However, many pregnant and post-partum women shy away from treatment because they assume it means taking medication, said Kim.

“It’s important to note that medication is one thing in a long list of treatments for


Getting Help for Maternal Depression

Hennepin Women’s Health Program
612-373-1851 (Intake line – new patients)

Post Partum Support International
*Link has Minnesota –specific resources

National Alliance on Mental Illness, Minnesota

National Suicide Prevention Hotline


depression. I like to tell my patients it’s not the first thing on the list, and it’s not the only thing. At the same time, it can be a life-saving treatment for some women with more severe depression,” she adds.

Kim says other treatment options include psychotherapy, increased social support, community engagement, which can all have a huge impact on recovery.

The bad news is that accessing those treatments can be difficult, especially for low-income women. And the consequences of untreated maternal depression can significantly impact a child’s early development, and later success in life.

Impact on children

Each year in Minnesota, more than 10,000 babies are born to mothers who will experience maternal depression.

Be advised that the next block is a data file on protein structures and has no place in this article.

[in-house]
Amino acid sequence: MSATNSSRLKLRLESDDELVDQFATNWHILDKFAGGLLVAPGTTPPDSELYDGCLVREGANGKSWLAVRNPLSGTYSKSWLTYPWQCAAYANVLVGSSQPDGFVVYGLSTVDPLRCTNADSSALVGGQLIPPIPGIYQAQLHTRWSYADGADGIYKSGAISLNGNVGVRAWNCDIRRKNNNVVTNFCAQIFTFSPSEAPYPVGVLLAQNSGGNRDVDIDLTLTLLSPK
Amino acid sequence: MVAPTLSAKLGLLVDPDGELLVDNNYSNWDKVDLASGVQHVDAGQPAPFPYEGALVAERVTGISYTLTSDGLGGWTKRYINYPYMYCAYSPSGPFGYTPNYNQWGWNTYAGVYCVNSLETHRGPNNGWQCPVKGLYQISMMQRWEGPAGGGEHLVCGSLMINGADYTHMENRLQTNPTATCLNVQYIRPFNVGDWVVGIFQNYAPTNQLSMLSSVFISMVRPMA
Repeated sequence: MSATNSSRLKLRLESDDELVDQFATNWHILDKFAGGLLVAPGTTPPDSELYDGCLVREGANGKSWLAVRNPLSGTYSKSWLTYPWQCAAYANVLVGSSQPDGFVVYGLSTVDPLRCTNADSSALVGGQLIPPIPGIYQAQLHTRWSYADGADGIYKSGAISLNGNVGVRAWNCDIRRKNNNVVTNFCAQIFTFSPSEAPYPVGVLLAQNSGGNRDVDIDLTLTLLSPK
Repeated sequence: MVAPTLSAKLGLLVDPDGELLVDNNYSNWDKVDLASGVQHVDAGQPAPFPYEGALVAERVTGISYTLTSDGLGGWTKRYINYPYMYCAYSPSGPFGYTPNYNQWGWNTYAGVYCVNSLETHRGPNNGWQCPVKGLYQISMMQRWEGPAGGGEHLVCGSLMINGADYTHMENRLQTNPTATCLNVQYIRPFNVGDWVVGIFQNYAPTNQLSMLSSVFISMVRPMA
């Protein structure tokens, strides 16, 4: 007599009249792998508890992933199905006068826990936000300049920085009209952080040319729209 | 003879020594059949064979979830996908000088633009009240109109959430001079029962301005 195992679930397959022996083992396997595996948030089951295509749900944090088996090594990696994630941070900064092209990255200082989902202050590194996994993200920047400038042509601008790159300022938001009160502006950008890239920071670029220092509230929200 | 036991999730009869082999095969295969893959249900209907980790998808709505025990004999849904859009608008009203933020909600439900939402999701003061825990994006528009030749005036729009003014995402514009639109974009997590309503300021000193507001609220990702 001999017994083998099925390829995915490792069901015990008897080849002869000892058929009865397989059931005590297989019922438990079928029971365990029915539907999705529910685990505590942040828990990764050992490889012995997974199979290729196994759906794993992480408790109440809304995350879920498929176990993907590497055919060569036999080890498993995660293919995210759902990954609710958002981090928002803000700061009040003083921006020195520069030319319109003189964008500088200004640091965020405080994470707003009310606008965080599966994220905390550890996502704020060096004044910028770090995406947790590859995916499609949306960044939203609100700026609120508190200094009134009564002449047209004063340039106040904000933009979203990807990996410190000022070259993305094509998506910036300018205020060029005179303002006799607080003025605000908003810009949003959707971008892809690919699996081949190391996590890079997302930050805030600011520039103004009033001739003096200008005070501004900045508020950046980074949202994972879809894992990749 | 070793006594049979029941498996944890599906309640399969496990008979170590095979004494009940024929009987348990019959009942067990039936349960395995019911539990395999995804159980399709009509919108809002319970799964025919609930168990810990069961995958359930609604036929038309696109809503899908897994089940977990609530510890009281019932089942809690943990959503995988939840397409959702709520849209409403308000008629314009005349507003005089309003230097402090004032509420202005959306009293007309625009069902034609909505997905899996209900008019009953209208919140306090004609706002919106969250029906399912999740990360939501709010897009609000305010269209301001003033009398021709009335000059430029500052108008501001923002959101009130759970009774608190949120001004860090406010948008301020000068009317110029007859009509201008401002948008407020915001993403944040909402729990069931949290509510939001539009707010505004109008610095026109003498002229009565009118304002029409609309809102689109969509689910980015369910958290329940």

According to the National Center for Children in Poverty, maternal depression is a stronger risk factor for child behavior problems than smoking, binge drinking, and emotional or physical domestic violence.

There’s a growing body of research and evidence out there about the importance of early childhood, including neuroscience that points to how a child’s environment impacts brain development.

“And one of the major risk factors for people having greater problems, both later in their childhood and in adulthood is a parent with a mental health issue, and especially maternal depression,” said Jeffreys.

Zuehlke says to this day, she’s saddened by the impact her depression had on her child.

“When Graham first started smiling, he smiled at everybody except for me. Because I physically could not smile at my baby, I was incapable of interacting with him,” she said.